Left: Terran Comet; center: Fed scout; right: Ent Mosquito.
I also have these small craft from the Stardate: 3000 range of miniatures, referred to as pursuit ships.  Once again, they look all right on their own, and they're supposed to be in the same scale as the larger vessels in this line of minis:
Left: assault ship; right: interceptor.
However, the Stardate ships also close in size to SfW fighters:
From left to right: Comet, assault ship, interceptor, Mosquito
Why does this matter?  At present, it doesn't.  But in the future, I may want to expand the game to include rules for small shuttles or transports that are larger than a fighter, but smaller than the typical warship on the board.  The SF scouts and Sd:3K pursuit ships would fill this role nicely.

The problem comes if I have them on the table at the same time as I have stands of fighters--it might create a mixup, with players confusing a transport for a fighter, or vice versa:
That's the Federation scout in the middle.
The first solution is the same one I came up with before: don't worry, be happy.  Another solution: use smaller fighter minis.  Stardate: 3000 also has sprues of fighters.  As you can see, they're a lot smaller than the SfW/GK miniatures:
Stardate: 3000 fighters still on their sprue at top.
Of course, they're fairly expensive.  And Battlefleet Gothic fighters, although the right size, are also just as costly.  Not to mention neither line of fighters is compatible style-wise with the ships of the Five Powers.  Since I don't have any looming games in need of transports, it's a moot point right now.  But it's something to think about (or obsess over) in the future.

Wednesday, January 26, 2011

Treasure of the Ancients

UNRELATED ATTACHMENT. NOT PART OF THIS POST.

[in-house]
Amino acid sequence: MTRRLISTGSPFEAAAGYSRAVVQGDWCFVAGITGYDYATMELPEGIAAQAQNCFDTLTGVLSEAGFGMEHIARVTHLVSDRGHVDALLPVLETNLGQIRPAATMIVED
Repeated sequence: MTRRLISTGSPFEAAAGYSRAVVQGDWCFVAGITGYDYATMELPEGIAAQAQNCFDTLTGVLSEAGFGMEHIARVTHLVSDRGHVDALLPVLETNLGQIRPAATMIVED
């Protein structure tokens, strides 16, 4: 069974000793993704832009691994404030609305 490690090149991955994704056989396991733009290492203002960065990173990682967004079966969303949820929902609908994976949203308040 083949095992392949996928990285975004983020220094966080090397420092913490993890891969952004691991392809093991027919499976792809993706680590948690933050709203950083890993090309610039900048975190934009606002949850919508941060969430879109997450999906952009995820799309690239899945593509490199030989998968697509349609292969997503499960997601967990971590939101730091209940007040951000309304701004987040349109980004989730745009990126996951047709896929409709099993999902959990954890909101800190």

Whenever I get a chance, I like going to Half-Price Books and checking out the games section.  There's usually a few role-playing books and supplements in that part of the store, and I occasionally find a treasure worth picking up.  I'm not a collector in the strict sense of the term, but I do like acquiring gaming materials I never had a chance to own in my youth.

So when I saw this box on the very top shelf, I knew I'd regret it if I didn't snag the item right then and there:
That white blotch is a reflection from the camera flash, not part of the box art.
That's right, it's a first-edition Gamma World boxed set.  It was missing the dice (I already have dice) and the map (which wasn't that great to begin with), but the $17.48 price tag made the game seem like a bargain.  I did get the second edition when it came out, but even then it seemed a little kiddified compared to what I had known about the original rules.  So I was mainly interested in the first edition book, and its approach to the game.  Like I said, I'm not really a collector. 
I've thumbed through it, and first-edition GW has a lot of interesting rules.  I'll have to do an in-depth post once I've had time to look it over.